4

A Sparse GP-SSM Construction and Implementation Details

A naive implementation of the CPF-AS algorithm will give rise to O(T 4 ) computational complexity, since at each time step t = 1, . . . , T , a matrix of size T × T needs to be factorized. However, it is possible to update and reuse the factors from the previous time step, bringing the total computational complexity down to the familiar O(T 3 ). Furthermore, by introducing a sparse GP model, we can reduce the complexity to O(M 2 T ) where M T . In Section 4.1 we introduce the sparse GP model and in Section 4.2 we provide insight into the efficient implementation of both the vanilla GP and the sparse GP. 4.1

FIC Prior over the State Trajectory

An important alternative to GP-SSM is given by exchanging the vanilla GP prior over f for a sparse counterpart. We do not consider the resulting model to be an approximation to GP-SSM, it is still a GP-SSM, but with a different prior over functions. As a result we expect it to sometimes outperform its non-sparse version in the same way as it happens with their regression siblings [16]. Most sparse GP methods can be formulated in terms of a set of so called inducing variables [17]. These variables live in the space of the latent function and have a set I of corresponding inducing inputs. The assumption is that, conditionally on the inducing variables, the latent function values are mutually independent. Although the inducing variables are marginalized analytically – this is key for the model to remain nonparametric – the inducing inputs have to be chosen in such a way that they, informally speaking, cover the same region of the input space covered by the data. Crucially, in order to achieve computational gains, the number M of inducing variables is selected to be smaller than the original number of data points. In the following, we will use the fully independent conditional (FIC) sparse GP prior as defined in [17] due to its very good empirical performance [16]. As shown in [17], the FIC prior can be obtained by replacing the covariance function k(·, ·) by, k FIC (xi , xj ) = s(xi , xj ) + δij k(xi , xj ) − s(xi , xj ) , (7) 5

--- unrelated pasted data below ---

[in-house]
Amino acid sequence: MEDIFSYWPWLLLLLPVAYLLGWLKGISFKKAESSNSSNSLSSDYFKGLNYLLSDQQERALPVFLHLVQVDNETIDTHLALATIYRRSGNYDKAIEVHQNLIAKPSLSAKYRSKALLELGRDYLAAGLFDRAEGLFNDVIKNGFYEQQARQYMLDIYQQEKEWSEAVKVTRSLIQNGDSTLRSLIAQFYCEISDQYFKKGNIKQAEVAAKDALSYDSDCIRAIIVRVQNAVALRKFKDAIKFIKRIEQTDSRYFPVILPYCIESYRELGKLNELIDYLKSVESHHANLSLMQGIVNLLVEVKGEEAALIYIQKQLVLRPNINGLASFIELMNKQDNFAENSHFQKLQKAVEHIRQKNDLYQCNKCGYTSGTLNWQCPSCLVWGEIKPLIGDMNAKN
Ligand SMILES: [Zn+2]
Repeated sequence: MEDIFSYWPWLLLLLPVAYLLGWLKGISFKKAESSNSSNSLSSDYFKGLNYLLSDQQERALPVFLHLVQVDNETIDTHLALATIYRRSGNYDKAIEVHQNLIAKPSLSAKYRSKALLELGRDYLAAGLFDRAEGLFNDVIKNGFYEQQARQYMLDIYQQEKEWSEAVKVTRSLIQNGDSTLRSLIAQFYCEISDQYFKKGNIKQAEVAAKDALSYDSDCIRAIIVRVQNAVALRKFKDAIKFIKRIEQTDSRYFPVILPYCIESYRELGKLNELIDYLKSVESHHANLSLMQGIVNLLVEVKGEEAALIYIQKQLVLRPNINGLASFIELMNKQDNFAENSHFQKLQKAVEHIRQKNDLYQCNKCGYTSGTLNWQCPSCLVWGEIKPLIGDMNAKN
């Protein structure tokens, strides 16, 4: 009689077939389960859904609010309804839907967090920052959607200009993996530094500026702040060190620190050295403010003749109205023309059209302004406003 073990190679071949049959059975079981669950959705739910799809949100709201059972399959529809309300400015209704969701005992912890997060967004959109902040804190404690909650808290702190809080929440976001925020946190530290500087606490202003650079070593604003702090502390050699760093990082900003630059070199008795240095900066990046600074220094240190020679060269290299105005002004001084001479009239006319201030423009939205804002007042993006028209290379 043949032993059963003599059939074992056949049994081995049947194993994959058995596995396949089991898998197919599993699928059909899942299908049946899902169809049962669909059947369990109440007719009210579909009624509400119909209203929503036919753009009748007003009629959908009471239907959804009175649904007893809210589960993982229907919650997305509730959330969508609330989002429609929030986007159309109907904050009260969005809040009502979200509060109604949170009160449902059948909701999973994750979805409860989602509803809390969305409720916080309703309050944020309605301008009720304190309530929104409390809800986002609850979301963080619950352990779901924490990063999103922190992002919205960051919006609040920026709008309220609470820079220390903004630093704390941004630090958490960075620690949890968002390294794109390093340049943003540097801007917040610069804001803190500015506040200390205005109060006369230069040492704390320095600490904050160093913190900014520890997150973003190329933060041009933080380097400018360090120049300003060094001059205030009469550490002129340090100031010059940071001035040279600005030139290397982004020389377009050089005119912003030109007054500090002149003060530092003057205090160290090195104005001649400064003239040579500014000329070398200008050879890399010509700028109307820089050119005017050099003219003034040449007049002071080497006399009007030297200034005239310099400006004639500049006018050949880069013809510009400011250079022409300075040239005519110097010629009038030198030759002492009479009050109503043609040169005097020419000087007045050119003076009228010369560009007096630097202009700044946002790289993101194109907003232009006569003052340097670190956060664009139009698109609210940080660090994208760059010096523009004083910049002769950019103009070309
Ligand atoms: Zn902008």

where s(xi , xj ) , k(xi , I)k(I, I)−1 k(I, xj ), δij is Kronecker’s delta and we use the convention whereby when k takes a set as one of its arguments it generates a matrix of covariances. Using the Woodbury matrix identity, we can express the one-step predictive density as in (3), with µFIC (x0:t−1 ) = mt−1 + Kt−1,I PKI,0:t−2 Λ−1 t 0:t−2 (x1:t−1 − m0:t−2 ), e t−1 − St−1 + Kt−1,I PKI,t−1 , ΣFIC (x0:t−1 ) = K t

(8a) (8b)

−1 KI,0:t−2 Λ−1 , 0:t−2 K0:t−2,I )

e 0:t−2 − S0:t−2 ] and SA,B , where P , (KI,I + Λ0:t−2 , diag[K −1 KA,I KI,I KI,B . Despite its apparent cumbersomeness, the computational complexity involved in computing the above mean and covariance is O(M 2 t), as opposed to O(t3 ) for (3). The same idea can be used to express (4) in a form which allows for efficient computation. Here diag refers to a block diagonalization if Q is not diagonal. We do not address the problem of choosing the inducing inputs, but note that one option is to use greedy methods (e.g. [18]). The fast forward selection algorithm is appealing due to its very low computational complexity [18]. Moreover, its potential drawback of interference between hyperparameter learning and active set selection is not an issue in our case since hyper-parameters will be fixed for a given run of the particle filter. 4.2